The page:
Some random observations. Three of these (#2 – Bullseye, #9 – Nothing in Common and #13 – About Me combined, and #15 – Subtle but Unmistakeable Disappointment) were openers for the pilot episodes of TV shows. I like all three of them, but I think Bullseye is the best screenplay beginning I’ve ever written. I love the idea, and the execution was a bitch, but I’m super happy with how it came out. Amusingly, the other two both use the device of the lead character talking to a psychiatrist about their situation. I guess you could say the repetition’s awkward, but I think the device works in both cases.

Freddy Crane, who was in all 8 scenes I wrote for his pilot, is the character who appeared most frequently. Mrs. Hawking appears in the most 31P31D scenes over the five years I’ve done it, but she only ended up in 4 this time around. The second, third, and fourth most common characters were David Crane, also appearing in the Frasier spinoff, Robin Locksley the protagonist of Hood, and Nathaniel Hawking, all with 6 scenes each. Despite these frequent appearances, I wrote about twice as many different female characters as male.

My favorite scenes I wrote this month? I have a few. As I said, #2 – Bullseye is an awesome TV show opener. #17 – Reginald Managed It explores some really important emotions of Mrs. Hawking’s. #1 – A Separate Battlefield has Clara and Mrs. Hawking clashing, which is always fun. #9 – Nothing in Common is actually pretty damn funny, and sets up the Bridesmaid cast really well. #31 – True Gentleman is cute and sweet.

Least favorite? Mostly the ones I know will be important scenes but I wrote so fast and so sloppily they didn’t come out well. #28 – Loyal Servant of the Empire is a particular offender, as is #29 – After Two Years and #30 – Alone. #26 – A Small Thing feels like a waste. I am so eager to examine Pavilla’s objectification of Aidan, but I can’t quite figure out how extreme to take it, so I keep backing off and taking the teeth out of it. But you know, mostly what I wrote I’m pretty pleased with— at least the ideas in them, even if most of them will have to be edited to make funnier, sharper, or less rushed. I notice they tend to cluster near the end when I’m pushing to finish.

Favorite lines? I love the therapist in #9 – Nothing in Common telling Jess “We discussed this. I can’t laugh at everything to make it okay.” In #25 – Wedding Toast, “Now… I’d best straighten my tie and shut my gob, before all this fair regard makes me become truly un-English,” is just a cute little character moment for Nathaniel. I also like him telling Mrs. Frost the title line, in #12 – The One You Should Fear. But I think the very best is from #17 – Reginald Managed It, when an uncharacteristic ally soft Mrs. Hawking says, “Oh, Reginald. We ruined one another, didn’t we?” Then, hardening again, “But he chose it. Not me.”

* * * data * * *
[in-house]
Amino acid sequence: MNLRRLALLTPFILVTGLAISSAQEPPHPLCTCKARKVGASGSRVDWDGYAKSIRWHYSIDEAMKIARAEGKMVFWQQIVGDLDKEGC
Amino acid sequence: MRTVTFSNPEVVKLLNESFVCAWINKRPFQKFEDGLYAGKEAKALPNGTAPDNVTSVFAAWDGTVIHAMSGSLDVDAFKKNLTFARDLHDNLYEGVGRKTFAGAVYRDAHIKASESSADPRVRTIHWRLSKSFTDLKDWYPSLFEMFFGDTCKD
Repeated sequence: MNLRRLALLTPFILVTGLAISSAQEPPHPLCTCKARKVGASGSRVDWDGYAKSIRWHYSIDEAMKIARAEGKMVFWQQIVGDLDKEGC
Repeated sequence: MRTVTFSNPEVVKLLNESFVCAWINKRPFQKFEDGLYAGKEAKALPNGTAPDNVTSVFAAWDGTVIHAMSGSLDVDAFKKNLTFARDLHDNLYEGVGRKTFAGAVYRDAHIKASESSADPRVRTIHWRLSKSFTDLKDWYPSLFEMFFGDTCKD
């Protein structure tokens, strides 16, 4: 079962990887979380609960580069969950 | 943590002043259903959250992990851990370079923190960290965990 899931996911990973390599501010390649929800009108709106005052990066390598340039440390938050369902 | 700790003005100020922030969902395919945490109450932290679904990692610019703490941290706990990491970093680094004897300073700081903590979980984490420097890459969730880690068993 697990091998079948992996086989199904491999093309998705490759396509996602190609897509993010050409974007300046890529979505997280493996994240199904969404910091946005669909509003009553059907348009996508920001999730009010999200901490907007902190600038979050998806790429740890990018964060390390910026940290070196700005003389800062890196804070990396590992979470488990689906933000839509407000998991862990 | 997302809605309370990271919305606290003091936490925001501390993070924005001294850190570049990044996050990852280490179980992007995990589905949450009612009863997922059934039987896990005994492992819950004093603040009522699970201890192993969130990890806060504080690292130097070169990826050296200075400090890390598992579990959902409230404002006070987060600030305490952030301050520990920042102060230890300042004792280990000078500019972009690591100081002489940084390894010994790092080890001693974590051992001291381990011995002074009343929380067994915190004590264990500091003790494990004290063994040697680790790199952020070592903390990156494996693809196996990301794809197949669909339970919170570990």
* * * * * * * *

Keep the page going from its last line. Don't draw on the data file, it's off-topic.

So, despite my reservations, I am pretty damn happy with having done this challenge. I guess this is why I keep coming back after it year after year.

31 Plays in 31 Days 2017, #31 – “True Gentleman”

I powered through and finished! EARLY too, the earliest I’ve ever finished the 31P31D challenge, but I had the time and I wanted to knock it out.

This last one deals with an idea I’m surprised I’ve never noodled with before. One little character bit in the Hawking stories that I enjoy is the fact that Clara and Nathaniel met through Nathaniel’s older brother Justin, because Clara dated Justin before she and Nathaniel got together. Their mild romantic history is alluded to in Base Instruments; it was Bernie’s idea and he pushed to include it. Basically, as they are the same age (three years older than Nathaniel) they came out in the same year, and so met while attending the same parties. They courted for a little while, until Clara got fed up with his interest in other girls and broke it off. She and Nathaniel got together gradually after that.

This little scene is from five or so years before the first Mrs. Hawking play, and depicts how their relationship began to change into something that would lead to falling in love, getting married, and having a couple of babies.


Day #31 – “True Gentleman”
By Phoebe Roberts

NATHANIEL HAWKING, a young gentleman, early twenties
CLARA PARTRIDGE, a lady his brother courted, mid twenties

London, England, 1875
(A twenty-three-year-old CLARA PARTRIDGE dashes in and paces, fuming with the beginnings of tears in her eyes. After her comes a twenty-year-old NATHANIEL HAWKING. Both are in evening wear.)

NATHANIEL: I say, Clara! Are you— are you all right?

CLARA: Why, Nathaniel! What are you doing here?

NATHANIEL: Pardon me, but I saw you dash out of the ballroom, and worried something might wrong. When Justin didn’t go after you, I thought someone ought to.

CLARA: Well! That’s very kind of you. Justin shan’t be following after me, not if he knows what’s good for him.

NATHANIEL: Whatever do you mean?

CLARA: I mean I don’t think I shall be seeing so very much of Justin anymore.

NATHANIEL: You mean— oh!

CLARA: Yes, well.

NATHANIEL: I— I’m quite sorry. He hasn’t— done anything ungentlemanly, has he?

CLARA: He’s Justin, isn’t he?

NATHANIEL: That prat. What’s he done?

CLARA: Oh, never you mind.

NATHANIEL: If he’s hurt you, miss—

CLARA: Oh, you know him! It’s only that he has a wandering eye. One grows weary of feeling like the plainest girl in the room.

NATHANIEL: Goodness, Clara, you could never be that!

CLARA: Oh, my.

NATHANIEL: I mean— forgive me, but— as you said, that’s his way. It’s no fault of yours that he’s an absolute rake.

CLARA: Perhaps not. But I’ve no patience for it any more.

NATHANIEL: Nor should you.

CLARA: I only hope I haven’t made a perfect fool of myself. Losing my calm with him and dashing out of the ballroom for everyone to see. Certainly I’ve ruined the last dance.

NATHANIEL: Not at all. I’m sure no one paid it any mind.

CLARA: You did. You had to run out here after to me.

NATHANIEL: Well— I hated the thought that you might be alone in your distress.

CLARA: Thank you for that. It’s quite kind.

NATHANIEL: Think nothing of it, miss. And, please… never think that my blasted brother’s conduct means you’re not beautiful. If I may say so… I don’t know how any man courting you could look away from you.

CLARA: Why, Nathaniel…